We just returned from the American Academy of Ophthalmology 2013 in New Orleans, LA. I had the privilege of participating in the Young Ophthalmologists program where a variety of professionals speak about various aspects of a young doctors’ career.
My message to the young ophthalmologists was understand the merits of marketing, to engage patients digitally and to exhibit transparency. The reason? As AAO president Paul Sternberg, M.D. stressed….because we (ophthalmologists) must continue to adapt and understand the needs of our patients.
Understand Marketing vs. Advertising
Physicians must need to understand basic marketing.
Marketing is not advertising. Marketing studies the needs and wants of your clients (patients) and provides a solution.
Modern patients want 3 things;
- Health information
- Doctors who engage digitally
- Doctors and Practices which display transparency
More than 75% of Americans first venture to the web when looking for health information and looking for a doc.
Google ranks websites based upon the quality of the content of a website.
Doctors have a golden opportunity to provide quality health related content on their websites. This content educates patients and is used as a fuel to gain high rankings…it’s a “win-win.”
Patients are looking for credible health related content and doctors get rewarded by getting their websites ranked. Now the website becomes a powerful marketing tool to attract new patients!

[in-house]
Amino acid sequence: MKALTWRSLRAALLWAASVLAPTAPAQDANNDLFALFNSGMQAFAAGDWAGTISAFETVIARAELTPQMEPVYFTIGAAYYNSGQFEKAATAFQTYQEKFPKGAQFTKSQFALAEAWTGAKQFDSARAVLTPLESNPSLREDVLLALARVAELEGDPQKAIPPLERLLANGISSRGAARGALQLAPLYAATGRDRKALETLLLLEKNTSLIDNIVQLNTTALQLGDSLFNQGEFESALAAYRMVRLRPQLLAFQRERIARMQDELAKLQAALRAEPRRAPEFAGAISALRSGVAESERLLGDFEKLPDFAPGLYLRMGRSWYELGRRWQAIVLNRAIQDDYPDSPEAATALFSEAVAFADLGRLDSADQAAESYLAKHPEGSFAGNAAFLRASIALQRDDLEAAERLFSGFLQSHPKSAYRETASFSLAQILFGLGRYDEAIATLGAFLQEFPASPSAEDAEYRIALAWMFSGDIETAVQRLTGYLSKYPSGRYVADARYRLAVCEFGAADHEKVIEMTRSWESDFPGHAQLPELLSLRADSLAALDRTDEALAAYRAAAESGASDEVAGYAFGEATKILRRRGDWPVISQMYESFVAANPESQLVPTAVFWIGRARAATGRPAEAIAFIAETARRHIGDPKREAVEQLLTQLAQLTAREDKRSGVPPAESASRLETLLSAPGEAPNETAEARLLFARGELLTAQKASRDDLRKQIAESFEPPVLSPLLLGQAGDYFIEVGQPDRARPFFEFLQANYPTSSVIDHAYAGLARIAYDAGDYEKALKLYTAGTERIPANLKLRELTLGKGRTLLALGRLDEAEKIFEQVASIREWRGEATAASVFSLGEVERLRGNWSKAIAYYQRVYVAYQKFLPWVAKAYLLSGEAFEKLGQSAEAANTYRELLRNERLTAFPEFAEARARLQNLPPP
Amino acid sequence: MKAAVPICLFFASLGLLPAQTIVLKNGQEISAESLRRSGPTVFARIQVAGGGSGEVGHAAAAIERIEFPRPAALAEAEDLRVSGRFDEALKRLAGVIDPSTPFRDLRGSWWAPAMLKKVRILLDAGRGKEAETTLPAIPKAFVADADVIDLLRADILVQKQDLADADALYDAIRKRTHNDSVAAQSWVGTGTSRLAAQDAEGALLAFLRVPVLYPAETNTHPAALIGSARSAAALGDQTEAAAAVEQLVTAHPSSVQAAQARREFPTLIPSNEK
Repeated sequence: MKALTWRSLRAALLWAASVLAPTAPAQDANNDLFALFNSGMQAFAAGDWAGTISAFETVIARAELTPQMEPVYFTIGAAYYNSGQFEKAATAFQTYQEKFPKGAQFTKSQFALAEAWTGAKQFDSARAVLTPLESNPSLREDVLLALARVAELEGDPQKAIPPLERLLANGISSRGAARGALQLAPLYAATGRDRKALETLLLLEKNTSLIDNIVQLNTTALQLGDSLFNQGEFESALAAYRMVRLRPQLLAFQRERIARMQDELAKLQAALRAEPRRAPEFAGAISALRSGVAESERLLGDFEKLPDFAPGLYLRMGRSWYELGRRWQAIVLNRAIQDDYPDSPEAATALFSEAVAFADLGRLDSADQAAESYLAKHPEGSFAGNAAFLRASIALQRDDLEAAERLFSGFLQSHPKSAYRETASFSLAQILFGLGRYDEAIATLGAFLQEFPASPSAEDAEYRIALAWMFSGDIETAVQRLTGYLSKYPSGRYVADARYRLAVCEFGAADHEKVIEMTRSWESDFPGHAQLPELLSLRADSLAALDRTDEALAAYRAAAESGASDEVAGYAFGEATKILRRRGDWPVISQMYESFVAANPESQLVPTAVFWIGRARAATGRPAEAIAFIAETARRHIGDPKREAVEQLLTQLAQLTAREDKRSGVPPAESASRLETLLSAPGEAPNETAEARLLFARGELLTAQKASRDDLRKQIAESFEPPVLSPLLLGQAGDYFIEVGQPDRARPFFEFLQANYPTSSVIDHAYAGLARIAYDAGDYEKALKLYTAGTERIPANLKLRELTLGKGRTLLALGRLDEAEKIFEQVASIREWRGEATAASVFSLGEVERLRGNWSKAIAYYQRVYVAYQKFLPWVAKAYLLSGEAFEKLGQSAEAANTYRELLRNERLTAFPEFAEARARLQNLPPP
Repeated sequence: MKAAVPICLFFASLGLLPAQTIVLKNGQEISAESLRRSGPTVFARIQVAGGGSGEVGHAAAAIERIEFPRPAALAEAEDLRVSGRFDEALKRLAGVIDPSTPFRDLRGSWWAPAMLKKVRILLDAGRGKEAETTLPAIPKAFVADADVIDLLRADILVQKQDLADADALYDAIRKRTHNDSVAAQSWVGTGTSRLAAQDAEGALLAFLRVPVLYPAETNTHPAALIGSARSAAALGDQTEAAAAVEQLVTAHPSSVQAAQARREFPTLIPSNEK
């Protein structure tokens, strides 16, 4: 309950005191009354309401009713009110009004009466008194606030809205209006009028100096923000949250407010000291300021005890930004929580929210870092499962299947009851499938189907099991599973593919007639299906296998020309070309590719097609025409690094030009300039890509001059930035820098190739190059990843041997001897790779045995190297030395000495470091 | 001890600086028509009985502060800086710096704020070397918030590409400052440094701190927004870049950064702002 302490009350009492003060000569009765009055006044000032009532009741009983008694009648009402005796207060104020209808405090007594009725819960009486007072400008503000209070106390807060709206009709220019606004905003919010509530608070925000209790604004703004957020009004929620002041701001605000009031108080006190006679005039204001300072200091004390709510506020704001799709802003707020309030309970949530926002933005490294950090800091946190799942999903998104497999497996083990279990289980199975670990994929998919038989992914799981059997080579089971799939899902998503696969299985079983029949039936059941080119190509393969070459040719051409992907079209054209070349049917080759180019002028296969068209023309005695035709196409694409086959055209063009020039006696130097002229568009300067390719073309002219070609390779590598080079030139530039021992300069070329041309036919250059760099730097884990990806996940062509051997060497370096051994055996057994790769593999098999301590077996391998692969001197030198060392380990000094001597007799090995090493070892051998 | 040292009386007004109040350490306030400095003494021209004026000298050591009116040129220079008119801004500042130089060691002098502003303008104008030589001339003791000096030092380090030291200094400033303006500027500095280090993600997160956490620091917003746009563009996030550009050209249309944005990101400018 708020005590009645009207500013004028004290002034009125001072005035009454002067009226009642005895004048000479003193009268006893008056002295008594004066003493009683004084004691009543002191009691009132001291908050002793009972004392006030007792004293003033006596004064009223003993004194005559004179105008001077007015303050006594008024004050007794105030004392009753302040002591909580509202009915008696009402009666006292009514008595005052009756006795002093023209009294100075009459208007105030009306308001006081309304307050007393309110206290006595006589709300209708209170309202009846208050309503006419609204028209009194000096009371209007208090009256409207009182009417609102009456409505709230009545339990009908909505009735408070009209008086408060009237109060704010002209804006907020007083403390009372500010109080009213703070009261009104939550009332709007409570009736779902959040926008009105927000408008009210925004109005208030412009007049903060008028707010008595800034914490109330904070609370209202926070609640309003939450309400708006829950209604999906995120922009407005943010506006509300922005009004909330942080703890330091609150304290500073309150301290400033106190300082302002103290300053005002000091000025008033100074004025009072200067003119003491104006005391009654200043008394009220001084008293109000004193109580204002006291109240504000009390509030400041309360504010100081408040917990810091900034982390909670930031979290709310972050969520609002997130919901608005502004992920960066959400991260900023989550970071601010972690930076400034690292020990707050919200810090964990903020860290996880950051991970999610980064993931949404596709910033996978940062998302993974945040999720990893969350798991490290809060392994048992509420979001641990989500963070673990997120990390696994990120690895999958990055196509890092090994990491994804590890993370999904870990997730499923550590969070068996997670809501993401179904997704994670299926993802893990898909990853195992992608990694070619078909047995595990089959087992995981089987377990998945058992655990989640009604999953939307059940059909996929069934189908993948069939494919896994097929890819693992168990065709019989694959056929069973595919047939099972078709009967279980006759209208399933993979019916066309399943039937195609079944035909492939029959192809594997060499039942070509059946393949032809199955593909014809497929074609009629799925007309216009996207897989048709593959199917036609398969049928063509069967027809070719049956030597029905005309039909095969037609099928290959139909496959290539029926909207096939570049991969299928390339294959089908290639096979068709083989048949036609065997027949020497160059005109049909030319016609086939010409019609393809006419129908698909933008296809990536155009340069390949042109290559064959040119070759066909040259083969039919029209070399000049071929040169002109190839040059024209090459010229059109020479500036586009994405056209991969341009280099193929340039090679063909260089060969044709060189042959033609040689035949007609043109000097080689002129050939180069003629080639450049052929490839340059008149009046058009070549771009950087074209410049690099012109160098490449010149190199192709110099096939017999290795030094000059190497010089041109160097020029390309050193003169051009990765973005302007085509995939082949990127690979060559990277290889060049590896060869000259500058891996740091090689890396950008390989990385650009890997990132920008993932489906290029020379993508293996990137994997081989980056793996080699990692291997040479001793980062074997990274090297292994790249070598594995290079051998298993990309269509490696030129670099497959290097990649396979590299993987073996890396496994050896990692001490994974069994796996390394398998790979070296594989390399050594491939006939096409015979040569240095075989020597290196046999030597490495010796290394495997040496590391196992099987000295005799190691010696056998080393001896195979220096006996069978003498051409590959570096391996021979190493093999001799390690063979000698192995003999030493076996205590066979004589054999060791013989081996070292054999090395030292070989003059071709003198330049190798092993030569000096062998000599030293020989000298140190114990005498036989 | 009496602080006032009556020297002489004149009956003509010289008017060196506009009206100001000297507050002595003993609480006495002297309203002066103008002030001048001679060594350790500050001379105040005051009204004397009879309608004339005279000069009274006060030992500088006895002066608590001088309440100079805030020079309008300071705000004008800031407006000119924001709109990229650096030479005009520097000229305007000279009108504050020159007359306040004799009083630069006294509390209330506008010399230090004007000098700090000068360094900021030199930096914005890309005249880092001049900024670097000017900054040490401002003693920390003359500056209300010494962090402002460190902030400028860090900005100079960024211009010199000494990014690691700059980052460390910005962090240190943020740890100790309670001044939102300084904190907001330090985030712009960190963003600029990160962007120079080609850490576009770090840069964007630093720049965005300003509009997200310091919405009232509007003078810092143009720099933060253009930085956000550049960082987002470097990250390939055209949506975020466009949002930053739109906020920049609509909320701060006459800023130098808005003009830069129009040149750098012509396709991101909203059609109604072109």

Just as many offices offer convenience by having Saturday or evening hours, we must learn to understand the needs of our patients. Patients expect to find fresh and relevant information on the web about their doctors.
There are different ways and levels to digitally engage patients.
At the very least, everyone should have a website. If no website, your office basically doesn’t exist, even if the office location is across the street.
Doctors may choose to add content on their website. “Content” would come in the form of articles which talk about health related issues. Credible articles on health issues brings value to the website and the doctor. With value, comes trust.
The most engaging types of websites are interactive blogs. This is the most compelling type of website, has the best marketing potential and engages patients. This public display of a “conversation” is the purest form of social media.
I often speak about the quest to find doctors who are people. This may indeed be the modern “bedside” manner. Through a well constructed web presence, a patient should be able to determine some basic elements about their doctors.
Memberships to elite organizations, diplomas from fancy schools, membership plaques, etc. usually adorn our office walls. Unfortunately, these have little relevance to our patients.
Instead, young doctors must consider distinguishing themselves as who they are vs. what they are. In my office and on my website, I often refer to my personal hobbies, interests and activities. These personal attributes are much more relevant to any non-medical person.
Not to sure about sharing personal attributes? Then consider sharing some of your practice philosophies.
A medical practice is a small business. Every small business, except for medical practices, operates transparently.
Review sites such as Yelp and Angie’s list are popular due to the relevance to the consumer. Friendliness of staff, cleanliness of the office, ease of appointments, time spent with the doctor, etc. are all important factors when patients chose a doctor.
Every other business runs transparently. Review sites for doctors are going to increase, not disappear.